11.2.2 Control Structures
11.2.2 Control Structures
We already saw that the while function acts as a control structure like similar statements in other languages. There are two other important control structures in Lisp: if and cond.
The if function has the form:
(if condition true-case false-block)
Here, the condition is evaluated; if it is non-nil,
true-case is evaluated; if nil,
false-block is evaluated. Note that
true-case is a single statement whereas
false-block is a statement block;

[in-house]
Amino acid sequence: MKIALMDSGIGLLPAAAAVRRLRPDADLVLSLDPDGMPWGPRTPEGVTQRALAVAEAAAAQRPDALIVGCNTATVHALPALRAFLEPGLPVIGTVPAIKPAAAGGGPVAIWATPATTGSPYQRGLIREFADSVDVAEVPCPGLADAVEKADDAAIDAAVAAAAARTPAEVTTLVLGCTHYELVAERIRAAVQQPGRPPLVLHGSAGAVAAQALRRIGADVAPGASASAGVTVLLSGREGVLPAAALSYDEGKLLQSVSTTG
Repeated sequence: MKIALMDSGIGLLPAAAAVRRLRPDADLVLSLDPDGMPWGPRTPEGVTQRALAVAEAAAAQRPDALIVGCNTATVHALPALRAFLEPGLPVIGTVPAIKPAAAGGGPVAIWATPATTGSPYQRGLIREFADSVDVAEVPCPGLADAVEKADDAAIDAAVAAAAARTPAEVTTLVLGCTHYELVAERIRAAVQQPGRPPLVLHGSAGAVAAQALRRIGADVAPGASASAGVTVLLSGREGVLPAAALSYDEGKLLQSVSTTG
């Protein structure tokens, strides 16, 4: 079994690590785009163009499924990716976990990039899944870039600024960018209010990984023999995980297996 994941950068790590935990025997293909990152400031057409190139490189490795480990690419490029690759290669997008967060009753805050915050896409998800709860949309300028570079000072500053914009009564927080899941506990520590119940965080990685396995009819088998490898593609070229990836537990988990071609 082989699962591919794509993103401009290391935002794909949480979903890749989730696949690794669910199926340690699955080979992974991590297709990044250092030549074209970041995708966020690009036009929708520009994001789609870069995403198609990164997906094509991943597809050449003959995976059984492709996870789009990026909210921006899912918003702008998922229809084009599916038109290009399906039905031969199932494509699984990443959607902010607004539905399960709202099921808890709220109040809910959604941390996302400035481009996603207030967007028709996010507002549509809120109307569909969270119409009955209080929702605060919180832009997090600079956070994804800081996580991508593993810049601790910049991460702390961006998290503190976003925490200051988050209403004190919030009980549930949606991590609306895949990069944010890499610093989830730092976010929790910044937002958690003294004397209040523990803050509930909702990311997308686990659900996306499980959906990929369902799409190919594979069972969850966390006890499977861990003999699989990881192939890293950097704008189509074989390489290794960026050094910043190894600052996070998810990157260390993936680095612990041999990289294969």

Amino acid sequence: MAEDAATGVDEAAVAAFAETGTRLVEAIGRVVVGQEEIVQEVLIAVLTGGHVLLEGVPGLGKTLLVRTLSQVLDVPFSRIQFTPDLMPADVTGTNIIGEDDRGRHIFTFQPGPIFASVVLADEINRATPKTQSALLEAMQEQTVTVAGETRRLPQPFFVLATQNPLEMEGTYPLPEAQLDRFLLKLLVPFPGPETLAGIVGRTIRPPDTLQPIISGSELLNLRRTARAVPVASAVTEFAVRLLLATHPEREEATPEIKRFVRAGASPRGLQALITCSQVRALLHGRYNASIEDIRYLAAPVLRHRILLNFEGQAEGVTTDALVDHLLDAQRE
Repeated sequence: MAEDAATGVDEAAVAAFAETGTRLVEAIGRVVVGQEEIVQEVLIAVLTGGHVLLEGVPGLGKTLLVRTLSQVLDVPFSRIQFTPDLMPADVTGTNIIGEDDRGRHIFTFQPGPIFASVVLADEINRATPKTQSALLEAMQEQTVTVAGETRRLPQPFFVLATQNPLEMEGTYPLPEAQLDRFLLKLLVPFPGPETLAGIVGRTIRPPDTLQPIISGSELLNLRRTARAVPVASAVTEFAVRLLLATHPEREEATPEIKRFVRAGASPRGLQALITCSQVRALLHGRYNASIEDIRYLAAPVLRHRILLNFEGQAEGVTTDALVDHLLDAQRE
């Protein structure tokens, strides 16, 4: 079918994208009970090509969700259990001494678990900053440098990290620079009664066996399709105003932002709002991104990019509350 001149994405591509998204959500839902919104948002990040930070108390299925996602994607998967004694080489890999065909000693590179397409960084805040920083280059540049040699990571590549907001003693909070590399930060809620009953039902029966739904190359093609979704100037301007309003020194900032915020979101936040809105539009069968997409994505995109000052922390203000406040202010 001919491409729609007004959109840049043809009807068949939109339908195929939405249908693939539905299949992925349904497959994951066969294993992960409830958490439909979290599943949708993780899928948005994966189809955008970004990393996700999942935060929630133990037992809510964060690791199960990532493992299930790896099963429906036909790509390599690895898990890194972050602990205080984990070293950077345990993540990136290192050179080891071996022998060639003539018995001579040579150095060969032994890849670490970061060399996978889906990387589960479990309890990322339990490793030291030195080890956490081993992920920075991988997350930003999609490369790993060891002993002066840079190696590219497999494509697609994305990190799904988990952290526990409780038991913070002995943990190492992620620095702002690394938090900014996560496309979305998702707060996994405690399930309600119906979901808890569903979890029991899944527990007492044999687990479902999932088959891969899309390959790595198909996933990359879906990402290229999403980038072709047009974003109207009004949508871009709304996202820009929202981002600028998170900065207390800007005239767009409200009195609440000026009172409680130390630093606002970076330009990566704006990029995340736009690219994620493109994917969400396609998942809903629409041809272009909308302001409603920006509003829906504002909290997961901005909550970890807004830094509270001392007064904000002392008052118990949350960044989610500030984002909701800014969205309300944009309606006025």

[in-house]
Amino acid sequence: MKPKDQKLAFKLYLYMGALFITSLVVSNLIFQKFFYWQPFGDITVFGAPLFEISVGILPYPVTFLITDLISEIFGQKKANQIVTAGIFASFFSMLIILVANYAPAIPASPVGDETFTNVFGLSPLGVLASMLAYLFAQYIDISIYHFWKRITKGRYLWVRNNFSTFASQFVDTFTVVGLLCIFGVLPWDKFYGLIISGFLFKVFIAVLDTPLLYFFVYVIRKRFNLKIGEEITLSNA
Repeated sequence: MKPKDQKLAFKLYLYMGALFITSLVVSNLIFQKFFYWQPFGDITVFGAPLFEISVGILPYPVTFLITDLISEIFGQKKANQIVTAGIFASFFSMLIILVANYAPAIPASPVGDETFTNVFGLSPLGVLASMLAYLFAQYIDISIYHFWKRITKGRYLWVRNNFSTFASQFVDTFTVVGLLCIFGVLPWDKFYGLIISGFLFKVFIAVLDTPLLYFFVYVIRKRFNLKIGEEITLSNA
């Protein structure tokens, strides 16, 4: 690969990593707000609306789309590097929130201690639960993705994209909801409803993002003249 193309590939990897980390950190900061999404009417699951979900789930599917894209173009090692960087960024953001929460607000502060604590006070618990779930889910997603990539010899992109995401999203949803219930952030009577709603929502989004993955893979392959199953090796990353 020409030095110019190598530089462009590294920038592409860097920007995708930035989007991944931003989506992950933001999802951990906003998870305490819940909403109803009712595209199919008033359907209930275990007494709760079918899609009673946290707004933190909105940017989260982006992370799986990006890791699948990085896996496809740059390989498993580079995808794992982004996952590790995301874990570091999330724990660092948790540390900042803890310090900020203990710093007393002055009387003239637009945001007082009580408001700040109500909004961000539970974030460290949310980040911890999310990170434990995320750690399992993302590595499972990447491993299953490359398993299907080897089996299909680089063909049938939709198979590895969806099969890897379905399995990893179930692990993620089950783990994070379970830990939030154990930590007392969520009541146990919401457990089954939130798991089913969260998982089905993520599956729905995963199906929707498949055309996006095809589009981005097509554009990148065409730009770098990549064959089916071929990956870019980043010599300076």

false-block is optional.
As an example, let's suppose we're writing a function that performs some complicated series of edits to a buffer and then reports how many changes it made. We're perfectionists, so we want the status report to be properly pluralized, that is to say "made 53 changes" or "made 1 change." This is a common enough programming need that we decide to write a general-purpose function to do it so that we can use it in other projects too.
The function takes two arguments: the word to be pluralized (if necessary) and the count to be displayed (which determines whether it's necessary).
(defun pluralize (word count)
(if (= count 1)
(concat word "s")))